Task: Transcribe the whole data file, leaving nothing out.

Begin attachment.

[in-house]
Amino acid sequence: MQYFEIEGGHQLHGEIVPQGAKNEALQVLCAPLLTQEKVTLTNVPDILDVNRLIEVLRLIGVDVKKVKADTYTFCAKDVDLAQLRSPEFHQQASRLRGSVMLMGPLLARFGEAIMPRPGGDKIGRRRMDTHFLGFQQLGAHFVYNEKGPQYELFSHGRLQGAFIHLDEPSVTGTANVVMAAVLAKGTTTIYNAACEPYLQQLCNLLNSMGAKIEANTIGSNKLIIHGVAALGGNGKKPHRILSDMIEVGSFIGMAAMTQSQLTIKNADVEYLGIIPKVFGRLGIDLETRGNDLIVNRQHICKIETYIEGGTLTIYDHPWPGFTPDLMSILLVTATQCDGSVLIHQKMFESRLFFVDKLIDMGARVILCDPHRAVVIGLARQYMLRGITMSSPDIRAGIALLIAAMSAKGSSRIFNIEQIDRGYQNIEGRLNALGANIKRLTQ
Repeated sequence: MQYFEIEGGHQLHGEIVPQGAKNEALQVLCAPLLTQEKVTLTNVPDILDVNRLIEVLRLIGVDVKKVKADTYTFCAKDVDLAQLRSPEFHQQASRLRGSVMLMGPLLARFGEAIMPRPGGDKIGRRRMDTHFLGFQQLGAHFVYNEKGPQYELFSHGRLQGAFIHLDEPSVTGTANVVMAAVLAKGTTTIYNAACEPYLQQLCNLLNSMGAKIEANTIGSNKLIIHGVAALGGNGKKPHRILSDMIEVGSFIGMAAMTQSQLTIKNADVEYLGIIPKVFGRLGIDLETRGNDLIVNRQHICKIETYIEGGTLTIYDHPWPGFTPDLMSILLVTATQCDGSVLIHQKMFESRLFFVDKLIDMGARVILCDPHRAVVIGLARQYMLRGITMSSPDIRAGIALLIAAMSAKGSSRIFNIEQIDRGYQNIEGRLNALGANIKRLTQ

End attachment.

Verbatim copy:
[in-house]
Amino acid sequence: MQYFEIEGGHQLHGEIVPQGAKNEALQVLCAPLLTQEKVTLTNVPDILDVNRLIEVLRLIGVDVKKVKADTYTFCAKDVDLAQLRSPEFHQQASRLRGSVMLMGPLLARFGEAIMPRPGGDKIGRRRMDTHFLGFQQLGAHFVYNEKGPQYELFSHGRLQGAFIHLDEPSVTGTANVVMAAVLAKGTTTIYNAACEPYLQQLCNLLNSMGAKIEANTIGSNKLIIHGVAALGGNGKKPHRILSDMIEVGSFIGMAAMTQSQLTIKNADVEYLGIIPKVFGRLGIDLETRGNDLIVNRQHICKIETYIEGGTLTIYDHPWPGFTPDLMSILLVTATQCDGSVLIHQKMFESRLFFVDKLIDMGARVILCDPHRAVVIGLARQYMLRGITMSSPDIRAGIALLIAAMSAKGSSRIFNIEQIDRGYQNIEGRLNALGANIKRLTQ
Repeated sequence: MQYFEIEGGHQLHGEIVPQGAKNEALQVLCAPLLTQEKVTLTNVPDILDVNRLIEVLRLIGVDVKKVKADTYTFCAKDVDLAQLRSPEFHQQASRLRGSVMLMGPLLARFGEAIMPRPGGDKIGRRRMDTHFLGFQQLGAHFVYNEKGPQYELFSHGRLQGAFIHLDEPSVTGTANVVMAAVLAKGTTTIYNAACEPYLQQLCNLLNSMGAKIEANTIGSNKLIIHGVAALGGNGKKPHRILSDMIEVGSFIGMAAMTQSQLTIKNADVEYLGIIPKVFGRLGIDLETRGNDLIVNRQHICKIETYIEGGTLTIYDHPWPGFTPDLMSILLVTATQCDGSVLIHQKMFESRLFFVDKLIDMGARVILCDPHRAVVIGLARQYMLRGITMSSPDIRAGIALLIAAMSAKGSSRIFNIEQIDRGYQNIEGRLNALGANIKRLTQ